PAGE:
Come explore the resources on campus here to assist you with your career planning and job searching needs. Is choosing a major causing you stress? The Peer Career Center can help! Choosing a major is one of the many decisions you will have to make during your college career. Do not take it lightly. The average person spends 86,000 hours working in his/her lifetime. How many hours are you going to spend choosing your career? We offer assistance in finding a major and career that matches your interests, abilities, values and experiences. Call 262-2029 to schedule an appointment or drop by our office located on the 2nd floor of the Student Union, beside McAllister’s Deli. Visit us at www.peercareer. The Career Development Center offers many resources to assist you in your job and internship search skills. Career Counselors will help you build a professional resume, cover letter, and help develop your interviewing skills. Students can utilize Career Gear, (, our new and improved career management system, to schedule career counseling appointments, post resumes, search for jobs and internships, sign up for on campus interviews, research employers, identify employer mentors and stay up to date with career center events and fairs. Learn about all of the great resources in the CDC at

Free, confidential legal advice

A licensed attorney is available to answer your questions, provide advice, and make referrals. This service is offered free of charge to any Appalachian State University student. Contact the Student Legal Clinic if you have a traffic ticket, a minor criminal charge, a question about your lease or the conditions in your off-campus apartment -- or any other issue or problem that you need legal help with. The Student Legal Clinis is located in Room 221of the Plemmons Student Union. Call (828) 262-2704 for an appointment. It’s fast and easy! Appointments can usually be scheduled within a few days.

Financial Aid questions?

Parents and students with financial aid questions are encouraged to visit our website at and their AppalNet account. The Office of Student Financial Aid is open Monday-Friday, 8 a.m.-5 p.m., except for University observed holidays.

Writing scholarships offered

The competition for Appalachian State University’s Marian Coe Scholarship in Creative writing is underway. All students planning to enroll for spring 2012 may apply for the $400 scholarship in fiction, creative non-fiction and playwriting. Competition for Appalachian’s John Foster West Scholarship in poetry is underway. Students planning to enroll for spring 2012 may apply for the $500 scholarship. The deadline for submissions is 4 p.m. Nov. 7, with entries delivered to the English Department Office, second floor, Sanford Hall. Judge for the final competition is Jim Minick, author of Blueberry Years, A Memoir of Farm and Family, and winner of the SIBA Best Nonfiction Book of the Year Award. He has published numerous other works and teaches at Radford University. To apply, submit a file folder or envelope with 3 collated, stapled copies each of either a short story, or piece of creative non-fiction (memoir). If you choose to submit in the playwriting category, please limit your entry to a one-act play. Play scripts must be submitted in a standard format. You may submit in both the Poetry and Prose competitions, but please keep the applications separate. Please double-space prose; number pages and staple them. Please write your name, ASU Box, email and telephone number on the first page of each entry. The winner will be notified and results will be posted by Dec. 7. The scholarship honors the memory of fiction writer Marian Coe. Please contact Joseph Bathanti (262-2337/ with any questions.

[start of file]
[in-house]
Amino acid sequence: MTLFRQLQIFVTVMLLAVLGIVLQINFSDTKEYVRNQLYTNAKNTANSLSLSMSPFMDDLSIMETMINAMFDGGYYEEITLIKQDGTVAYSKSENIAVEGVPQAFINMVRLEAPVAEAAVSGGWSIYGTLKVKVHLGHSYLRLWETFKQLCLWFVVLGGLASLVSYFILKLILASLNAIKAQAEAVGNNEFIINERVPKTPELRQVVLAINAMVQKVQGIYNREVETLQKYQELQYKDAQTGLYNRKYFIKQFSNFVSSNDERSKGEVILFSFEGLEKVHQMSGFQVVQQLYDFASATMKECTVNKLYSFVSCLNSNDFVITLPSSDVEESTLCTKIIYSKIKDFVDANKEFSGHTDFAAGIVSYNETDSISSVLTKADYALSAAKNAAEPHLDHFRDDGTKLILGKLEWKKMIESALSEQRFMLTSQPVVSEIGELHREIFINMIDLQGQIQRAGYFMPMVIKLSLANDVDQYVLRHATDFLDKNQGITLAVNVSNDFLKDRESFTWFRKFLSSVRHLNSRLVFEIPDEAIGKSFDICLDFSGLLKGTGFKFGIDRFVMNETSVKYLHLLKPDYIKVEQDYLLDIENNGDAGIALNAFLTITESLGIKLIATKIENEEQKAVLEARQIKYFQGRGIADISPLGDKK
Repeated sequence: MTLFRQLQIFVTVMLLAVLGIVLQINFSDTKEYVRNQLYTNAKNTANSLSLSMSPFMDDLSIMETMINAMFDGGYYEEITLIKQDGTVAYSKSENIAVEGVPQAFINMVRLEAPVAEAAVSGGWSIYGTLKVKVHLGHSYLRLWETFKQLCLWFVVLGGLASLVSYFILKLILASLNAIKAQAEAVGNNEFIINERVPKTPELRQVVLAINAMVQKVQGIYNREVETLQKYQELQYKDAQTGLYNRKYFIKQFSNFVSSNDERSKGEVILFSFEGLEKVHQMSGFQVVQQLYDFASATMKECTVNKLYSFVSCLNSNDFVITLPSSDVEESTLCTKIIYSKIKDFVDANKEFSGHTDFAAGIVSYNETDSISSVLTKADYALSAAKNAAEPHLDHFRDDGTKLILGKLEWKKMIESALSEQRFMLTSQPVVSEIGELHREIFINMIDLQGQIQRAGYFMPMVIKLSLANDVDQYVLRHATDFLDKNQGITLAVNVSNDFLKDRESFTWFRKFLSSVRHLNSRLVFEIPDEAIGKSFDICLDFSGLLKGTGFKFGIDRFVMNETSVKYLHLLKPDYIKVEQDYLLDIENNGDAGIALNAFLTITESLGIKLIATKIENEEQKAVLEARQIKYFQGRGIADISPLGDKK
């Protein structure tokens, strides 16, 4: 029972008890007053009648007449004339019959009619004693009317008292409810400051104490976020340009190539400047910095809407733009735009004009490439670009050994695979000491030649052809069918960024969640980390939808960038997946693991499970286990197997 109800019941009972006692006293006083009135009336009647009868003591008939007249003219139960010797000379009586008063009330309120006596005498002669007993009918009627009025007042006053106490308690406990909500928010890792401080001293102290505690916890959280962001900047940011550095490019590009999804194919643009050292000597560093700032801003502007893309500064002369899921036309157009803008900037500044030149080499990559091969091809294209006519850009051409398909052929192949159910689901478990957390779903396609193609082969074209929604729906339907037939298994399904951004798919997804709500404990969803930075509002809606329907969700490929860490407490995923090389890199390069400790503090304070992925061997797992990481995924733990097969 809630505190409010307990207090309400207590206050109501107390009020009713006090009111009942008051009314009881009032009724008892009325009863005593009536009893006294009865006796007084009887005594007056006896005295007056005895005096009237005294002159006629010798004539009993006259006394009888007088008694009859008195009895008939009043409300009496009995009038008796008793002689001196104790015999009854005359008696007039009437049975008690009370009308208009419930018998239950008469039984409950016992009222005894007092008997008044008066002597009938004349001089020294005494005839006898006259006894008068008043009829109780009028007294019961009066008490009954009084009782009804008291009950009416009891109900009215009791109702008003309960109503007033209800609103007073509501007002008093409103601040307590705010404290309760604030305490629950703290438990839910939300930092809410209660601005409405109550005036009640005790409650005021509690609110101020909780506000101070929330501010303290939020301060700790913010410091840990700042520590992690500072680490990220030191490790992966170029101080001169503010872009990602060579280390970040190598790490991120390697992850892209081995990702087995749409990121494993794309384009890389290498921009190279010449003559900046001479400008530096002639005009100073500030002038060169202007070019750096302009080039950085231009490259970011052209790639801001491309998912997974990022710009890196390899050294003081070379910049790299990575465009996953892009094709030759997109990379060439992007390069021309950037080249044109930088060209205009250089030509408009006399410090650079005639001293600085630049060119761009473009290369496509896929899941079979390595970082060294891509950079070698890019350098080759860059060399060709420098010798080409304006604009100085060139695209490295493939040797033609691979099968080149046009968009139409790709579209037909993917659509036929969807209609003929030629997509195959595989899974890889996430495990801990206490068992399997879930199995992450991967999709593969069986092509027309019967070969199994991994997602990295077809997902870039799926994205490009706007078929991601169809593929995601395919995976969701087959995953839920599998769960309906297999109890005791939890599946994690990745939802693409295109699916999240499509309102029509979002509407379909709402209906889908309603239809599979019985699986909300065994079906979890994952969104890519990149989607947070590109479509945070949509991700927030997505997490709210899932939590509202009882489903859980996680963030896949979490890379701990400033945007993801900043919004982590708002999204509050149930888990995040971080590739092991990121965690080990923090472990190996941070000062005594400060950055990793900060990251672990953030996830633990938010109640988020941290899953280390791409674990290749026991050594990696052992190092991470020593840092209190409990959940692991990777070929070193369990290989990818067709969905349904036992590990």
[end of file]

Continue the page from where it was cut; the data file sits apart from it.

Queer Film Series continues

Appalachian State University’s 12th Annual Queer Film Series continues Tuesday with “A Single Man.” All films are shown at 7:30 p.m. Tuesdays in Library 114, free and open to the public. Discussion to follow the film. For more information please visit Other films are: “I Love You Phillip Morris, Nov. 1. The Queer Film Series thanks the College of Arts and Sciences, Library Collections Development, The Multicultural Center, the LGBT Center, SAGA, The English Department, The Department of Foreign Languages and Literatures, and private donors.